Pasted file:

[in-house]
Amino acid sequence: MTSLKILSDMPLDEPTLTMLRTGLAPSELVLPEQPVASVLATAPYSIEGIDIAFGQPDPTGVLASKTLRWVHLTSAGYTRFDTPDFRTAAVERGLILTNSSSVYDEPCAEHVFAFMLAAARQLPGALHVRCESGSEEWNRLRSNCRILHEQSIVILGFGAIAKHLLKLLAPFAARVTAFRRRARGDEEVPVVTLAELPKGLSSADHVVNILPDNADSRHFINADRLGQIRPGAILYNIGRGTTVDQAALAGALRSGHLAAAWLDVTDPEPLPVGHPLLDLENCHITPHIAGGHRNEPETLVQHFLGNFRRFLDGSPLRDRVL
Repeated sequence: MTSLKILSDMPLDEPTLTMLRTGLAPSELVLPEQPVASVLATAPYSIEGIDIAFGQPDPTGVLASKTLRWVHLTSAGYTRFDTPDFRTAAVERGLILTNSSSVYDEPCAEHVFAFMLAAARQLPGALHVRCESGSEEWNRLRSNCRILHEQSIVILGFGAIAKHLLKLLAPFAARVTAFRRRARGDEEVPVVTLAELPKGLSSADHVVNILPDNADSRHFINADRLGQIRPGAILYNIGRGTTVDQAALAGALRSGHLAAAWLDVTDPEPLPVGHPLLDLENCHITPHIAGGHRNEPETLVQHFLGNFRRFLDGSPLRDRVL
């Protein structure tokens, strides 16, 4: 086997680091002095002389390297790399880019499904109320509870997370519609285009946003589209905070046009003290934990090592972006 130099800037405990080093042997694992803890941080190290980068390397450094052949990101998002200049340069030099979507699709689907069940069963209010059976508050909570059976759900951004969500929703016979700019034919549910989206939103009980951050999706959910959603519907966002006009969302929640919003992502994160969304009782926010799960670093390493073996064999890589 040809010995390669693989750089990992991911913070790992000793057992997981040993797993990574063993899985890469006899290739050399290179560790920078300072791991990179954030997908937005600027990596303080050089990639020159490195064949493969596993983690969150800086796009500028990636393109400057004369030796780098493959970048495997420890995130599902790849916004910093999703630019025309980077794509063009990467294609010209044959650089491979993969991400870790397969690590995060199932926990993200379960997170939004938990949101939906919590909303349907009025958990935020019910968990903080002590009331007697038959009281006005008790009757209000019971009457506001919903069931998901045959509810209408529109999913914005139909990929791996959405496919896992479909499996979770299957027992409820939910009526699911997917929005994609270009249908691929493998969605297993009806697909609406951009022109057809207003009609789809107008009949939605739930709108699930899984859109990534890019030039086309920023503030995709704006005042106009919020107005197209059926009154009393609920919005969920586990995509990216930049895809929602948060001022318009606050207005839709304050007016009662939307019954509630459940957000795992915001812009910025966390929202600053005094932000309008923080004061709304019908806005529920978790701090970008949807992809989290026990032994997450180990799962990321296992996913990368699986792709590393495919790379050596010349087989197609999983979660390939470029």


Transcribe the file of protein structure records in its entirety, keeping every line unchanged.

[in-house]
Amino acid sequence: MTSLKILSDMPLDEPTLTMLRTGLAPSELVLPEQPVASVLATAPYSIEGIDIAFGQPDPTGVLASKTLRWVHLTSAGYTRFDTPDFRTAAVERGLILTNSSSVYDEPCAEHVFAFMLAAARQLPGALHVRCESGSEEWNRLRSNCRILHEQSIVILGFGAIAKHLLKLLAPFAARVTAFRRRARGDEEVPVVTLAELPKGLSSADHVVNILPDNADSRHFINADRLGQIRPGAILYNIGRGTTVDQAALAGALRSGHLAAAWLDVTDPEPLPVGHPLLDLENCHITPHIAGGHRNEPETLVQHFLGNFRRFLDGSPLRDRVL
Repeated sequence: MTSLKILSDMPLDEPTLTMLRTGLAPSELVLPEQPVASVLATAPYSIEGIDIAFGQPDPTGVLASKTLRWVHLTSAGYTRFDTPDFRTAAVERGLILTNSSSVYDEPCAEHVFAFMLAAARQLPGALHVRCESGSEEWNRLRSNCRILHEQSIVILGFGAIAKHLLKLLAPFAARVTAFRRRARGDEEVPVVTLAELPKGLSSADHVVNILPDNADSRHFINADRLGQIRPGAILYNIGRGTTVDQAALAGALRSGHLAAAWLDVTDPEPLPVGHPLLDLENCHITPHIAGGHRNEPETLVQHFLGNFRRFLDGSPLRDRVL
């Protein structure tokens, strides 16, 4: 086997680091002095002389390297790399880019499904109320509870997370519609285009946003589209905070046009003290934990090592972006 130099800037405990080093042997694992803890941080190290980068390397450094052949990101998002200049340069030099979507699709689907069940069963209010059976508050909570059976759900951004969500929703016979700019034919549910989206939103009980951050999706959910959603519907966002006009969302929640919003992502994160969304009782926010799960670093390493073996064999890589 040809010995390669693989750089990992991911913070790992000793057992997981040993797993990574063993899985890469006899290739050399290179560790920078300072791991990179954030997908937005600027990596303080050089990639020159490195064949493969596993983690969150800086796009500028990636393109400057004369030796780098493959970048495997420890995130599902790849916004910093999703630019025309980077794509063009990467294609010209044959650089491979993969991400870790397969690590995060199932926990993200379960997170939004938990949101939906919590909303349907009025958990935020019910968990903080002590009331007697038959009281006005008790009757209000019971009457506001919903069931998901045959509810209408529109999913914005139909990929791996959405496919896992479909499996979770299957027992409820939910009526699911997917929005994609270009249908691929493998969605297993009806697909609406951009022109057809207003009609789809107008009949939605739930709108699930899984859109990534890019030039086309920023503030995709704006005042106009919020107005197209059926009154009393609920919005969920586990995509990216930049895809929602948060001022318009606050207005839709304050007016009662939307019954509630459940957000795992915001812009910025966390929202600053005094932000309008923080004061709304019908806005529920978790701090970008949807992809989290026990032994997450180990799962990321296992996913990368699986792709590393495919790379050596010349087989197609999983979660390939470029």